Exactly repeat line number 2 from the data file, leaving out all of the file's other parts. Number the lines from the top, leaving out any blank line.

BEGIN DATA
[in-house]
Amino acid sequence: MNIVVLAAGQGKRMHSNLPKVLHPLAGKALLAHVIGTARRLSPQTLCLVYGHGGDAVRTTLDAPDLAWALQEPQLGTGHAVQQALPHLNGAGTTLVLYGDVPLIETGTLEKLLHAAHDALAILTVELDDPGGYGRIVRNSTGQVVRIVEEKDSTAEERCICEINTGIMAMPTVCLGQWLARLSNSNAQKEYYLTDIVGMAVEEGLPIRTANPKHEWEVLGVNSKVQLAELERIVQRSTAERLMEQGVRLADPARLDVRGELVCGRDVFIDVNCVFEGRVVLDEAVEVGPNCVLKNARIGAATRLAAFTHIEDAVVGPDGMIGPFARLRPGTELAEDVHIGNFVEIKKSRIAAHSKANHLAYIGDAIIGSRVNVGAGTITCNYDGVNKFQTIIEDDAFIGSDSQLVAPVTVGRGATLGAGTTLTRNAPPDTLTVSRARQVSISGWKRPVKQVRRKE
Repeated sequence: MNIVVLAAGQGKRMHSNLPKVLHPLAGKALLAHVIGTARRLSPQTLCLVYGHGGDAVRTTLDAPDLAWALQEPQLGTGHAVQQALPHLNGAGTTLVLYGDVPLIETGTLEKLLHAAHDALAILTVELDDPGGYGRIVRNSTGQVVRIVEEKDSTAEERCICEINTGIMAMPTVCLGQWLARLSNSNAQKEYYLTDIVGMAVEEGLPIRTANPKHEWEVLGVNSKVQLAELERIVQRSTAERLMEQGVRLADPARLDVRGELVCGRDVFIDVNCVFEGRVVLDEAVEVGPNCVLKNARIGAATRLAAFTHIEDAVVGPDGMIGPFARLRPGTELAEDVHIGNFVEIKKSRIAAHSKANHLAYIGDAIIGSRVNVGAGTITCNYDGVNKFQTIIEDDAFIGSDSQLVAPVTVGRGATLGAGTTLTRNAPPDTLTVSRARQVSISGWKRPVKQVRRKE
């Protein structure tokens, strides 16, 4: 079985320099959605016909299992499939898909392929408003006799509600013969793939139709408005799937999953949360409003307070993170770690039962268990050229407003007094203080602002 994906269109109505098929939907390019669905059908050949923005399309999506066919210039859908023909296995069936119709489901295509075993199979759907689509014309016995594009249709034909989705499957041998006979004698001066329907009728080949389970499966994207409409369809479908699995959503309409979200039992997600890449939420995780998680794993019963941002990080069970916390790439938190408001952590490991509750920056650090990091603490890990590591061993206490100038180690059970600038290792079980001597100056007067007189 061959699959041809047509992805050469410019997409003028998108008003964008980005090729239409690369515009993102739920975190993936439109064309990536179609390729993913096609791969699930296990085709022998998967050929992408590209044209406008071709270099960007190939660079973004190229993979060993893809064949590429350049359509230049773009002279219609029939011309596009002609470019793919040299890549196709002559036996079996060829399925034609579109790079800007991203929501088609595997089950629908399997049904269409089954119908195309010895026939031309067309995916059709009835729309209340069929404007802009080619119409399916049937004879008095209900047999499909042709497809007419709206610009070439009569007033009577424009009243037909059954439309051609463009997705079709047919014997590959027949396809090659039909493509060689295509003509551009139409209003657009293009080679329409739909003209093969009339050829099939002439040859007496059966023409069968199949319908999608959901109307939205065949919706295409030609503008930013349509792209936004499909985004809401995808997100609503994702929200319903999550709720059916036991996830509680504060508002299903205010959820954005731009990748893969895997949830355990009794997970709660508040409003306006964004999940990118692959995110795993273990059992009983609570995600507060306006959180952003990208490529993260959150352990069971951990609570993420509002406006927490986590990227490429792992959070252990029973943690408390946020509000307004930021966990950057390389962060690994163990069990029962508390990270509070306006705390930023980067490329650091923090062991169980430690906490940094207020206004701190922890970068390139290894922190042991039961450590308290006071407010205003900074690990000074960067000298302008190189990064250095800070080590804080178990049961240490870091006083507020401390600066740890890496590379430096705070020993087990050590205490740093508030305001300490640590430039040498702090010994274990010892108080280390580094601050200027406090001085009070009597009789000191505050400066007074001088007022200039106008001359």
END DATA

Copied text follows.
Amino acid sequence: MNIVVLAAGQGKRMHSNLPKVLHPLAGKALLAHVIGTARRLSPQTLCLVYGHGGDAVRTTLDAPDLAWALQEPQLGTGHAVQQALPHLNGAGTTLVLYGDVPLIETGTLEKLLHAAHDALAILTVELDDPGGYGRIVRNSTGQVVRIVEEKDSTAEERCICEINTGIMAMPTVCLGQWLARLSNSNAQKEYYLTDIVGMAVEEGLPIRTANPKHEWEVLGVNSKVQLAELERIVQRSTAERLMEQGVRLADPARLDVRGELVCGRDVFIDVNCVFEGRVVLDEAVEVGPNCVLKNARIGAATRLAAFTHIEDAVVGPDGMIGPFARLRPGTELAEDVHIGNFVEIKKSRIAAHSKANHLAYIGDAIIGSRVNVGAGTITCNYDGVNKFQTIIEDDAFIGSDSQLVAPVTVGRGATLGAGTTLTRNAPPDTLTVSRARQVSISGWKRPVKQVRRKE